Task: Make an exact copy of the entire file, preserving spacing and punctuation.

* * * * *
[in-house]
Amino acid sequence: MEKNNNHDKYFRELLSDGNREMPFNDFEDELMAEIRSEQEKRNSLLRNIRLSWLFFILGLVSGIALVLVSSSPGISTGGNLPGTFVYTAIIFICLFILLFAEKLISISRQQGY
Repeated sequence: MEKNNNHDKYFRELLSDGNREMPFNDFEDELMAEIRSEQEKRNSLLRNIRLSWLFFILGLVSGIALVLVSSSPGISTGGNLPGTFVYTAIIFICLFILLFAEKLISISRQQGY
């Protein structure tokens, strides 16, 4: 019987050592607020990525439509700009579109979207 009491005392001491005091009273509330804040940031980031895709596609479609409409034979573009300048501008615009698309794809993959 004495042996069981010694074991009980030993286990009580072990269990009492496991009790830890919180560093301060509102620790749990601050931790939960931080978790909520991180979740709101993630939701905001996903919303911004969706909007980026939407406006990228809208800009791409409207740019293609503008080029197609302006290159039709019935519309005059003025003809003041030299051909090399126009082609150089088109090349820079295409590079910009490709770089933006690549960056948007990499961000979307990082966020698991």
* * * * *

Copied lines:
[in-house]
Amino acid sequence: MEKNNNHDKYFRELLSDGNREMPFNDFEDELMAEIRSEQEKRNSLLRNIRLSWLFFILGLVSGIALVLVSSSPGISTGGNLPGTFVYTAIIFICLFILLFAEKLISISRQQGY
Repeated sequence: MEKNNNHDKYFRELLSDGNREMPFNDFEDELMAEIRSEQEKRNSLLRNIRLSWLFFILGLVSGIALVLVSSSPGISTGGNLPGTFVYTAIIFICLFILLFAEKLISISRQQGY
């Protein structure tokens, strides 16, 4: 019987050592607020990525439509700009579109979207 009491005392001491005091009273509330804040940031980031895709596609479609409409034979573009300048501008615009698309794809993959 004495042996069981010694074991009980030993286990009580072990269990009492496991009790830890919180560093301060509102620790749990601050931790939960931080978790909520991180979740709101993630939701905001996903919303911004969706909007980026939407406006990228809208800009791409409207740019293609503008080029197609302006290159039709019935519309005059003025003809003041030299051909090399126009082609150089088109090349820079295409590079910009490709770089933006690549960056948007990499961000979307990082966020698991």